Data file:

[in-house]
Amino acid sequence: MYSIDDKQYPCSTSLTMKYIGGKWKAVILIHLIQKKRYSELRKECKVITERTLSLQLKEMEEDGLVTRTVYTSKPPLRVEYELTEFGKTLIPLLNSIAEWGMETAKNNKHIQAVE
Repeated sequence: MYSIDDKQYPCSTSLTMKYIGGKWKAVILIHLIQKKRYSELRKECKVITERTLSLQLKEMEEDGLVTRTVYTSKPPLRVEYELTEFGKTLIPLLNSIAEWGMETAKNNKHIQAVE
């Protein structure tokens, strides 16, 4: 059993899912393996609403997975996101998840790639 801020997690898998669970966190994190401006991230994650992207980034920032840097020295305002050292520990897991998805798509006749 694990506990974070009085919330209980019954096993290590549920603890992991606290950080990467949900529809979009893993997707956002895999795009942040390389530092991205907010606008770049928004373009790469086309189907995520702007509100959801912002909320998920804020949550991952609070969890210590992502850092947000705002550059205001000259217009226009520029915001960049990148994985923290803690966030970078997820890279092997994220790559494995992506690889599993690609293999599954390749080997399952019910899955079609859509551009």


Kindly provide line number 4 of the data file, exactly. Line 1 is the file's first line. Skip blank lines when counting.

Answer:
């Protein structure tokens, strides 16, 4: 059993899912393996609403997975996101998840790639 801020997690898998669970966190994190401006991230994650992207980034920032840097020295305002050292520990897991998805798509006749 694990506990974070009085919330209980019954096993290590549920603890992991606290950080990467949900529809979009893993997707956002895999795009942040390389530092991205907010606008770049928004373009790469086309189907995520702007509100959801912002909320998920804020949550991952609070969890210590992502850092947000705002550059205001000259217009226009520029915001960049990148994985923290803690966030970078997820890279092997994220790559494995992506690889599993690609293999599954390749080997399952019910899955079609859509551009």